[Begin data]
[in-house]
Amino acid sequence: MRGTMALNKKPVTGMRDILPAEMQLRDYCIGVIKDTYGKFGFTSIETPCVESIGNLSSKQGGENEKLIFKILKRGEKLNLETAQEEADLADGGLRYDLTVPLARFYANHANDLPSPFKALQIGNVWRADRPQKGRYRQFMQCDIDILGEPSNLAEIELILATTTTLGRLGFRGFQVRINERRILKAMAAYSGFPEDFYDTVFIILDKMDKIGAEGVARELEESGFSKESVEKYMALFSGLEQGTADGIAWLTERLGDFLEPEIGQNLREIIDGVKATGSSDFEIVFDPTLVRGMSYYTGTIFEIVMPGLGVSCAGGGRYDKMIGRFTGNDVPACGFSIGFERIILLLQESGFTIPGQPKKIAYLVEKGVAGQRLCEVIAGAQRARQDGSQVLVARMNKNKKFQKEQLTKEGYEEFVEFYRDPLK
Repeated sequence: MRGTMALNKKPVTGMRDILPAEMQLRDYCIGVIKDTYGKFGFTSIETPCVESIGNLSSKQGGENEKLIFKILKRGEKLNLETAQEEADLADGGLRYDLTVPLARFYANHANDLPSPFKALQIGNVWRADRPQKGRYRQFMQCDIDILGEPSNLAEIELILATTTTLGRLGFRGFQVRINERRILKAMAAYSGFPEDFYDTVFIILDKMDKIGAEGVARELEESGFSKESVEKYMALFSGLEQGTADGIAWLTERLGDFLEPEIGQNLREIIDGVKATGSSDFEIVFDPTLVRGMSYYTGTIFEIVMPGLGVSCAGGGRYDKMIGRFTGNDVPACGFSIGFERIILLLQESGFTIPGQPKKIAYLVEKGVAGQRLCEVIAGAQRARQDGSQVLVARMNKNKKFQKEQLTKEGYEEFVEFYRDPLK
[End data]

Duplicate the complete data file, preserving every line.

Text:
[in-house]
Amino acid sequence: MRGTMALNKKPVTGMRDILPAEMQLRDYCIGVIKDTYGKFGFTSIETPCVESIGNLSSKQGGENEKLIFKILKRGEKLNLETAQEEADLADGGLRYDLTVPLARFYANHANDLPSPFKALQIGNVWRADRPQKGRYRQFMQCDIDILGEPSNLAEIELILATTTTLGRLGFRGFQVRINERRILKAMAAYSGFPEDFYDTVFIILDKMDKIGAEGVARELEESGFSKESVEKYMALFSGLEQGTADGIAWLTERLGDFLEPEIGQNLREIIDGVKATGSSDFEIVFDPTLVRGMSYYTGTIFEIVMPGLGVSCAGGGRYDKMIGRFTGNDVPACGFSIGFERIILLLQESGFTIPGQPKKIAYLVEKGVAGQRLCEVIAGAQRARQDGSQVLVARMNKNKKFQKEQLTKEGYEEFVEFYRDPLK
Repeated sequence: MRGTMALNKKPVTGMRDILPAEMQLRDYCIGVIKDTYGKFGFTSIETPCVESIGNLSSKQGGENEKLIFKILKRGEKLNLETAQEEADLADGGLRYDLTVPLARFYANHANDLPSPFKALQIGNVWRADRPQKGRYRQFMQCDIDILGEPSNLAEIELILATTTTLGRLGFRGFQVRINERRILKAMAAYSGFPEDFYDTVFIILDKMDKIGAEGVARELEESGFSKESVEKYMALFSGLEQGTADGIAWLTERLGDFLEPEIGQNLREIIDGVKATGSSDFEIVFDPTLVRGMSYYTGTIFEIVMPGLGVSCAGGGRYDKMIGRFTGNDVPACGFSIGFERIILLLQESGFTIPGQPKKIAYLVEKGVAGQRLCEVIAGAQRARQDGSQVLVARMNKNKKFQKEQLTKEGYEEFVEFYRDPLK